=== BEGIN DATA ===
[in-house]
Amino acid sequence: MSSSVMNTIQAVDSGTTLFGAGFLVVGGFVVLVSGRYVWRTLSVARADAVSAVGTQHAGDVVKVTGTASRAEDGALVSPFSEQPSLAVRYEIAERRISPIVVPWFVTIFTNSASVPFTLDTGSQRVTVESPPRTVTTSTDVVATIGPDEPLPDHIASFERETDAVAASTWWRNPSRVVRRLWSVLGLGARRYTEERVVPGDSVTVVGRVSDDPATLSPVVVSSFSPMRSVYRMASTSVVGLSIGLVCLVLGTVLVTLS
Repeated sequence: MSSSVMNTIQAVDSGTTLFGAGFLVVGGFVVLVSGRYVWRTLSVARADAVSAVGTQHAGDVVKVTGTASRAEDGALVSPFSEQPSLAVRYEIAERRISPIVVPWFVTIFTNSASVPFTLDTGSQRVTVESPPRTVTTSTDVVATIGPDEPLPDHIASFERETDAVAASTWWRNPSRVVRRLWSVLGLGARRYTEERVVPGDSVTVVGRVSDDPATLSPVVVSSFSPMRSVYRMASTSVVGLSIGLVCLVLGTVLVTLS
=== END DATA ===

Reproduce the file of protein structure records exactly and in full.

[in-house]
Amino acid sequence: MSSSVMNTIQAVDSGTTLFGAGFLVVGGFVVLVSGRYVWRTLSVARADAVSAVGTQHAGDVVKVTGTASRAEDGALVSPFSEQPSLAVRYEIAERRISPIVVPWFVTIFTNSASVPFTLDTGSQRVTVESPPRTVTTSTDVVATIGPDEPLPDHIASFERETDAVAASTWWRNPSRVVRRLWSVLGLGARRYTEERVVPGDSVTVVGRVSDDPATLSPVVVSSFSPMRSVYRMASTSVVGLSIGLVCLVLGTVLVTLS
Repeated sequence: MSSSVMNTIQAVDSGTTLFGAGFLVVGGFVVLVSGRYVWRTLSVARADAVSAVGTQHAGDVVKVTGTASRAEDGALVSPFSEQPSLAVRYEIAERRISPIVVPWFVTIFTNSASVPFTLDTGSQRVTVESPPRTVTTSTDVVATIGPDEPLPDHIASFERETDAVAASTWWRNPSRVVRRLWSVLGLGARRYTEERVVPGDSVTVVGRVSDDPATLSPVVVSSFSPMRSVYRMASTSVVGLSIGLVCLVLGTVLVTLS